The Snowy Mountains Hydro-Electric Scheme remains one of our country’s greatest engineering achievements. Its impacts – socially, culturally and economically – continue to be felt in the town of Adaminaby.

Story By Amanda Burdon

Forty-one years have passed since the Snowy Mountains Hydro-Electric Scheme was completed. A monumental project that spanned 25 years, it cost $820 million and engaged some 100,000 workers, many of them Europeans displaced by World War II.
Still considered the greatest engineering project ever undertaken in Australia, the scheme pioneered ingenious construction techniques to interlock seven power stations and 16 major dams through 255 kilometres of trans-mountain tunnels and 80km of aqueducts. Apart from its massive electricity generating power, the project enabled the expansion of irrigated agriculture throughout the Murray Valley and fast-tracked multiculturalism (two-thirds of its workers were migrants from over 30 countries), playing a major role in the development of modern Australia.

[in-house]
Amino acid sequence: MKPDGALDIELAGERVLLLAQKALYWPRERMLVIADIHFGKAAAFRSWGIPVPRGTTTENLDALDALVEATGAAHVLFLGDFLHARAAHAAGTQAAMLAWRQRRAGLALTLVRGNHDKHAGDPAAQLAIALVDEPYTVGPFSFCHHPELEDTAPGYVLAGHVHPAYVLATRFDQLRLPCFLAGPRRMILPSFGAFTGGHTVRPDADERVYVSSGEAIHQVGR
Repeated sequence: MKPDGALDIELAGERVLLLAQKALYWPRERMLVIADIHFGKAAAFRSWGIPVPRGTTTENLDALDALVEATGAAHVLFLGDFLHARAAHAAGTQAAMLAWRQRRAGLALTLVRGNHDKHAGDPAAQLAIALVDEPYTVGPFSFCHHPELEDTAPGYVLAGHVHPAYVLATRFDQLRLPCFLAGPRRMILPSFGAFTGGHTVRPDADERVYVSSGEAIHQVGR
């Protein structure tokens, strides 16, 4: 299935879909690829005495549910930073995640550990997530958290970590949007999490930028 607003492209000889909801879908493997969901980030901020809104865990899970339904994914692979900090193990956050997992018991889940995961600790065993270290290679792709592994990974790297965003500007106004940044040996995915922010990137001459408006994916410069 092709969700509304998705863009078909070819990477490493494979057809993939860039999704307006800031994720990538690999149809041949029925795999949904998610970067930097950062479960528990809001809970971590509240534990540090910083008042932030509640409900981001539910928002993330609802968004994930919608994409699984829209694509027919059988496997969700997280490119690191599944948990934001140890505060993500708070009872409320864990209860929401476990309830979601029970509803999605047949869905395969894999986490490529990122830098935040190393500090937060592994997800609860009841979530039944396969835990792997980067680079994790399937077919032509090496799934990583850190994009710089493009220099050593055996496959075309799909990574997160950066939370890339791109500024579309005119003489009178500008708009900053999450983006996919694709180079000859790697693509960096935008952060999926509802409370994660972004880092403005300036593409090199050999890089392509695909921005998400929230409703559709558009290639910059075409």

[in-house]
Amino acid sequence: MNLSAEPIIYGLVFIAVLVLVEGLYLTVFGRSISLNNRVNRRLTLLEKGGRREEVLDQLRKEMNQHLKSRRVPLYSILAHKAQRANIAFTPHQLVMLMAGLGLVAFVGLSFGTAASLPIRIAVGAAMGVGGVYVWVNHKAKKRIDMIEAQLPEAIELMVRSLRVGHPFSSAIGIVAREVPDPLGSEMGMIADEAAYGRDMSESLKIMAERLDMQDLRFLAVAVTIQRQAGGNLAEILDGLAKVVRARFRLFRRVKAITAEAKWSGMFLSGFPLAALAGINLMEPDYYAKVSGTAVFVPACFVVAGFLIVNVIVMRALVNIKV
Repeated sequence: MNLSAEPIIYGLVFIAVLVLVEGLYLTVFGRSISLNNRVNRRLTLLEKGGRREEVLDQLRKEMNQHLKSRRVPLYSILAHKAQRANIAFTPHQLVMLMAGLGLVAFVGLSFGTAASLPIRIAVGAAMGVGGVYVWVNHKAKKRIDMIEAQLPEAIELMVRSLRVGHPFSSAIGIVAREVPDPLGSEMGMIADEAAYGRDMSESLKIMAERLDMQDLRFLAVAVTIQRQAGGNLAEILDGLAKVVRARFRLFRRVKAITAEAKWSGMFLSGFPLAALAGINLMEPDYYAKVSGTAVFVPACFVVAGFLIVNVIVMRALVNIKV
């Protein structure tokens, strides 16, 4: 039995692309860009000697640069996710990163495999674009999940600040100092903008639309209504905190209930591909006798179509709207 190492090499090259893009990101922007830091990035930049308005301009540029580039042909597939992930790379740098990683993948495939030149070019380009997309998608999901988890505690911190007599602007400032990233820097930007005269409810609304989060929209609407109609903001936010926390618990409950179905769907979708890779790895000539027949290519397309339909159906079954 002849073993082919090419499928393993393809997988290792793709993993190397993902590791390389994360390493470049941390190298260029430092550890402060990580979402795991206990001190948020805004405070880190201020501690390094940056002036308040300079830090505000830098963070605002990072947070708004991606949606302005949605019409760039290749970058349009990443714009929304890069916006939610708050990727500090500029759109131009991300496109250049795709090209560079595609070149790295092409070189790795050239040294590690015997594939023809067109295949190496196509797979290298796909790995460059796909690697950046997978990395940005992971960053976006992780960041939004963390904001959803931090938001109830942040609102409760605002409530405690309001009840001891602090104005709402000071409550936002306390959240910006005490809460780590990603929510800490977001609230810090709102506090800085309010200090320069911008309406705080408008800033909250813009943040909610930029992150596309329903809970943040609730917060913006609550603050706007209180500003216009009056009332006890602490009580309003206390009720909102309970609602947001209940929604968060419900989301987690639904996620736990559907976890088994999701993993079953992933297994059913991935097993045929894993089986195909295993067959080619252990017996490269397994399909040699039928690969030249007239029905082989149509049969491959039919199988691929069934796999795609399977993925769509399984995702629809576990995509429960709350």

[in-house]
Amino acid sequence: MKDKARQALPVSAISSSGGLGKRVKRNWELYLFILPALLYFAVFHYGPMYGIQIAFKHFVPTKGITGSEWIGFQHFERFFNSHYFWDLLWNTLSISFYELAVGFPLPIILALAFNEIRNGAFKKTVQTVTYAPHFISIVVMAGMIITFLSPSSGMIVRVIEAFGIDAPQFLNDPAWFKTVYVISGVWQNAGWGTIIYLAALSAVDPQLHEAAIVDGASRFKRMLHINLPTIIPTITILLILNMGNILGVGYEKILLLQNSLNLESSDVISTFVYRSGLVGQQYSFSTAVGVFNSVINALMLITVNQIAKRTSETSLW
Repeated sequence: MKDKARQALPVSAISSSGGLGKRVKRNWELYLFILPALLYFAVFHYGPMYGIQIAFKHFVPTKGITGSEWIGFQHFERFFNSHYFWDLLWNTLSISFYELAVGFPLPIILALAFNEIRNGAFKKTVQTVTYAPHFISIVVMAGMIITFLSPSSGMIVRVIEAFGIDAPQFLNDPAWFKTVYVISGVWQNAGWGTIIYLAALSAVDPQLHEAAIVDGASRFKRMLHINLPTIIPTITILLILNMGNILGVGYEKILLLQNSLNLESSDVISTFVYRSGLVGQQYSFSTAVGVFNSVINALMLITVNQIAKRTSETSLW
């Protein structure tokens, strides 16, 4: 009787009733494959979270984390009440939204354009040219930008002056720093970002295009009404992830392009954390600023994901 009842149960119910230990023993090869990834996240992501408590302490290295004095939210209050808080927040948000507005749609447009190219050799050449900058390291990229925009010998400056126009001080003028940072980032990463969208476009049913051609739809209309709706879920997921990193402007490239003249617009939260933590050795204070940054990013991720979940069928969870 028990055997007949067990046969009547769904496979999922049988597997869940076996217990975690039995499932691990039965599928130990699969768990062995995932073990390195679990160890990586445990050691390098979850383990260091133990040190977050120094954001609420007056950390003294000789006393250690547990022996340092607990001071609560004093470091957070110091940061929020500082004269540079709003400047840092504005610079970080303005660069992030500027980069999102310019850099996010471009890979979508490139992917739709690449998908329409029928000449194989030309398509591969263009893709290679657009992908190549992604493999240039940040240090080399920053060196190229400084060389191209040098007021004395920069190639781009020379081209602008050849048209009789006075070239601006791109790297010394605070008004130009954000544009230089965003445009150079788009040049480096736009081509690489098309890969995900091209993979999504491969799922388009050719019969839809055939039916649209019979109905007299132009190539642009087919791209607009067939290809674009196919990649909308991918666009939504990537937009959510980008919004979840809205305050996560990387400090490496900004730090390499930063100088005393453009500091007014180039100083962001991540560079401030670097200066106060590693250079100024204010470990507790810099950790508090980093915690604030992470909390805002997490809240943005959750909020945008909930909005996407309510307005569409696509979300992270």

However, as in any undertaking of this magnitude, there were both winners and losers, and nowhere is this more apparent than in the town of Adaminaby, the scheme’s birthplace. It was here that the project was officially launched – on October 17, 1949 – and here that residents made way, literally, for progress as the scheme’s largest water storage, Lake Eucumbene, drowned their close-knit rural township.
The commissioner of the Snowy Mountains Hydro-Electric Scheme from 1949–1967, William Hudson, reportedly said at the time: “... from a national viewpoint ... the loss of this historic township and the pastures of the Adaminaby Basin is more than justified by the enormous potential of the water”. However, the relocation of the town – house by weatherboard house 8km inland using old army Blitz trucks and low-loaders – created feelings of displacement and, in some cases, resentment that lingers today.
“We didn’t like being uprooted, but you had no choice; you just had to accept it,” says Gwen Russell, now 94 and living on the remains of her husband’s family property adjacent to Old Adaminaby. “It was a good community in Old Adaminaby and the move ripped the place apart. It was a big upheaval for my parents [Ethel and Jack Constance].” Their block was primarily above the high-water level, but was resumed without compensation and without the option of building on higher ground. It was a bitter blow, especially for Jack, who had endured two nervous breakdowns after returning from WWI.

This Story is from Issue #102

Outback Magazine: Aug/Sept 2015